Most debates over political labeling do way more harm than good, tending to result from the usually wrong-headed, guilt-ridden impulses of the political correctness crowd. But the latest controversy, sparked by the horrific Charleston, South Carolina killings, is worth considering – whether confessed shooter Dylan Roof should be considered a terrorist.
Here’s a representative example of the affirmative case, from a Washington Post blog. Given the historical racial atrocities it (rightly) lists, it is genuinely thought-provoking:
“Black churches have long been a target of white supremacists who burned and bombed them in an effort to terrorize the black communities that those churches anchored. One of the most egregious terrorist acts in U.S. history was committed against a black church in Birmingham, Ala. in 1963. Four girls were killed when members of the KKK bombed the 16th Street Baptist Church, a tragedy that ignited the Civil Rights Movement.”
“But listen to major media outlets and you won’t hear the word ‘terrorism’ used in coverage of Tuesday’s shooting. You won’t hear the white male shooter, identified as 21-year-old Dylann Roof, described as ‘a possible terrorist.’ And if coverage of recent shootings by white suspects is any indication, he never will be. Instead, the go-to explanation for his actions will be mental illness. He will be humanized and called sick, a victim of mistreatment or inadequate mental health resources.”
The writer, University of Pennsylvania sociologist Anthea Butler, goes on to argue that:
“U.S. media practice a different policy when covering crimes involving African Americans and Muslims. As suspects, they are quickly characterized as terrorists and thugs, motivated by evil intent instead of external injustices. While white suspects are lone wolfs — Mayor Joseph Riley of Charleston already emphasized this shooting was an act of just ‘one hateful person‘ — violence by black and Muslim people is systemic, demanding response and action from all who share their race or religion. Even black victims are vilified. Their lives are combed for any infraction or hint of justification for the murders or attacks that befall them: Trayvon Martin was wearing a hoodie. Michael Brown stole cigars. Eric Garner sold loosie cigarettes. When a black teenager who committed no crime was tackled and held down by a police officer at a pool party in McKinney, Tex., Fox News host Megyn Kelly described her as ‘No saint either.’”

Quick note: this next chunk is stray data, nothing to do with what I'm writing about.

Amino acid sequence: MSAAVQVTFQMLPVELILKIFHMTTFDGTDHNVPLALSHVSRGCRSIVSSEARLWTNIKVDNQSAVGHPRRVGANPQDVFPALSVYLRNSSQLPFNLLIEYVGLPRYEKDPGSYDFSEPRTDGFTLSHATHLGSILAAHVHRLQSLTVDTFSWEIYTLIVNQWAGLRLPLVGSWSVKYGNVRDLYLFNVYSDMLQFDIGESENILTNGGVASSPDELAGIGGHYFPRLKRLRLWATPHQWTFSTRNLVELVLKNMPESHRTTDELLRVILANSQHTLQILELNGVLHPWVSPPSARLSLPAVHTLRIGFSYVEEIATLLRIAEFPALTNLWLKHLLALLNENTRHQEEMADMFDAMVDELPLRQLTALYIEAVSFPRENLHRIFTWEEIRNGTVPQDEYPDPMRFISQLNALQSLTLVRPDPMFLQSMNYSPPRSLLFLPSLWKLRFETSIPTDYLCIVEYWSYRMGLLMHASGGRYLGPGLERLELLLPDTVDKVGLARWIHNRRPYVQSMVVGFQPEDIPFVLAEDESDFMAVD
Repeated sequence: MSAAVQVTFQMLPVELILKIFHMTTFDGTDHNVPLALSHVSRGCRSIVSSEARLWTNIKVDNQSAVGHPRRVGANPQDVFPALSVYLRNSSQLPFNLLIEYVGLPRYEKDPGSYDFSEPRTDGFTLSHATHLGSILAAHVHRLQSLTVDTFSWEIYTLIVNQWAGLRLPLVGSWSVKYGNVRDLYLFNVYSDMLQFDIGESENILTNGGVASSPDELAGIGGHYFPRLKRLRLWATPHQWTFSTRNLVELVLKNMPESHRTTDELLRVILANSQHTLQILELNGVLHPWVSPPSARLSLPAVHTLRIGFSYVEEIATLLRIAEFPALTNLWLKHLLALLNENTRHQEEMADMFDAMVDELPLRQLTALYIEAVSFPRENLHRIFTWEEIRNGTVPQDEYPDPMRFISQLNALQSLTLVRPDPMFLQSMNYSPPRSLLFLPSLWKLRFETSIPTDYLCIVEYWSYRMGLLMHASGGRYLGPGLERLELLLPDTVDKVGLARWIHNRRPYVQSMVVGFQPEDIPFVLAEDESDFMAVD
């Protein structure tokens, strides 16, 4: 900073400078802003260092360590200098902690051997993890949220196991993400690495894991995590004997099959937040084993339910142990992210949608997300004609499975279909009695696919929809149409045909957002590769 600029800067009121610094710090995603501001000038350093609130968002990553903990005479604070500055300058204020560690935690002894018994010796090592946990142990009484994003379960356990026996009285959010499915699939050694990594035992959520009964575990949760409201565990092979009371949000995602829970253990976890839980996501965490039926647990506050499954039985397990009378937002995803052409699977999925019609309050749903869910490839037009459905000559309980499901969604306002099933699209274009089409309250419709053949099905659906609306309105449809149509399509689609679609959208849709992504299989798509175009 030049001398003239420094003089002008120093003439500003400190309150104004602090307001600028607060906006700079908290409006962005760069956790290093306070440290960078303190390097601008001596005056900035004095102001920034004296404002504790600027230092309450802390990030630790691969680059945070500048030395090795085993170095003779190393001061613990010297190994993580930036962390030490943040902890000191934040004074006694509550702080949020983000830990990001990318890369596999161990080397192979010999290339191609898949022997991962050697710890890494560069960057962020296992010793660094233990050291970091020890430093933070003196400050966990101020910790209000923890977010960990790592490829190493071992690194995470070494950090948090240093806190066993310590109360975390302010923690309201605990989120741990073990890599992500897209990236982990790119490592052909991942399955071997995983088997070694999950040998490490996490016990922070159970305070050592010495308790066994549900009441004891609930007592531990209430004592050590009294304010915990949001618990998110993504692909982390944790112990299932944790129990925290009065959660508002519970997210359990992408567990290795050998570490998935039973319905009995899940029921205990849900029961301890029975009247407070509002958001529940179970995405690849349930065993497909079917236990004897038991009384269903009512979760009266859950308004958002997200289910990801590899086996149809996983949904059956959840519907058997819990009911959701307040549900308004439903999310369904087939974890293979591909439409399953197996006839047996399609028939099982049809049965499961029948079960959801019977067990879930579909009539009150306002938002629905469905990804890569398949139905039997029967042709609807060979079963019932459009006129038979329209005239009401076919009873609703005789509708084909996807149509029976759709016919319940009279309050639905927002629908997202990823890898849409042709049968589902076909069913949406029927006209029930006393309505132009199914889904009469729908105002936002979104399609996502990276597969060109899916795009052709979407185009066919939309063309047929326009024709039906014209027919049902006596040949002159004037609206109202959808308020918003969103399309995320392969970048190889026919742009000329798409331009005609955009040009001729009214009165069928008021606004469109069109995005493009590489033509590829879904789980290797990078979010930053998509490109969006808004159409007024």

As is often the case with the intrinsically emotional issue of race, Butler clearly goes too far in exculpating major crimes by African Americans and, it seems, violence perpetrated by Islamic extremists. (In contrast to her view that America suffers big problems with policing in low-income inner city neighborhoods, and that some public figures are too quick to invoke harmful and intellectually lazy stereotypes.)
But Butler is on stronger grounds, in my opinion, in dealing with Dylann Roof-like murderers and how they’re routinely described. If terrorism is indeed violence against innocent civilians aimed at furthering political or social or economic or cultural agendas and beliefs (which seems right to me), then racists like Roof arguably qualify. Nor should it matter whether they act alone or in groups.
I do, however, believe that Butler and those who agree with her re terrorism are missing a crucial ingredient in the equation: historical context. As I see it, the racist violence that raged on a large scale between the end of the Civil War through the mid-1960s absolutely should be seen as terrorism. The aim was nothing less than deterring blacks from exercising their existing rights and seeking more, scaring whites and others who supported them, and rallying like-minded bigots. Moreover, although the violence was backed by many fewer whites in the south (and other parts of the country), the segregationist program was entirely mainstream politics in the region for decades .
Can anyone honestly say that anything like these conditions holds today? Obviously too much racism remains in American life, and violence-prone Dylann Roof types can surely be found in most, if not all of the 50 states. Many of these, moreover, have formed organizations, so they can’t accurately all be dismissed as lone wolves.
Yet they enjoy the support of exactly no elected politicians, and their influence over the body politic as a whole is practically non-existent. Indeed, despite (far too much) lingering prejudice, and heated debate over racially charged issues like affirmative action and voter registration, endorsing explicit discrimination by public or private institutions has thankfully become nothing less than taboo in America.
In fact, another piece in the Washington Post, from black commentator Eugene Robinson, made the point eloquently. Just before (rightly) lamenting the endurance of racism, however, diminished, he noted that Charleston, “a multiracial, multicultural city is united in grief.” The same can be said for the country as a whole. This is a subtle but powerful reminder that terrorists need to have a critical mass of followers and sympathizers – and that America’s Dylann Roofs fall pathetically short of the mark. That’s also why his countrymen have been so quick to brand him as – almost unimaginably – sick.